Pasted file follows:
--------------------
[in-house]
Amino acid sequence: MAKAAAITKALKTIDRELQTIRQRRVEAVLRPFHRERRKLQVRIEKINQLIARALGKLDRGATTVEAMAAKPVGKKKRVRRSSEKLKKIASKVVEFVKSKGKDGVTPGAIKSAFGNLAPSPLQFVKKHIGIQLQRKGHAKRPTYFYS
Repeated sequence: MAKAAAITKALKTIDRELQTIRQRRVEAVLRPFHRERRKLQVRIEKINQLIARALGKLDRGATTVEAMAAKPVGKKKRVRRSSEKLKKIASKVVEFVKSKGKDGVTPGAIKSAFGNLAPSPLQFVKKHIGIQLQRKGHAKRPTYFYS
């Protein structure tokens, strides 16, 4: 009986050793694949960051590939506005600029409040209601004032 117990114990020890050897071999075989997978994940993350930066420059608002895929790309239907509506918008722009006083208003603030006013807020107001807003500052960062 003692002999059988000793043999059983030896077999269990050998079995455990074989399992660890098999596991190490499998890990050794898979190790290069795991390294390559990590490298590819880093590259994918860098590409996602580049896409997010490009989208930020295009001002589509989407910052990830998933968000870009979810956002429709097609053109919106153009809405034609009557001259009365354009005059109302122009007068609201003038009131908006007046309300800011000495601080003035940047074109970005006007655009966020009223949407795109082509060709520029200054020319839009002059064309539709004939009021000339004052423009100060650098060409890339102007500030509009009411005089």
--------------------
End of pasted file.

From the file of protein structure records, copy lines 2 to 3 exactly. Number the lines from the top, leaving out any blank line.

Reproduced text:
Amino acid sequence: MAKAAAITKALKTIDRELQTIRQRRVEAVLRPFHRERRKLQVRIEKINQLIARALGKLDRGATTVEAMAAKPVGKKKRVRRSSEKLKKIASKVVEFVKSKGKDGVTPGAIKSAFGNLAPSPLQFVKKHIGIQLQRKGHAKRPTYFYS
Repeated sequence: MAKAAAITKALKTIDRELQTIRQRRVEAVLRPFHRERRKLQVRIEKINQLIARALGKLDRGATTVEAMAAKPVGKKKRVRRSSEKLKKIASKVVEFVKSKGKDGVTPGAIKSAFGNLAPSPLQFVKKHIGIQLQRKGHAKRPTYFYS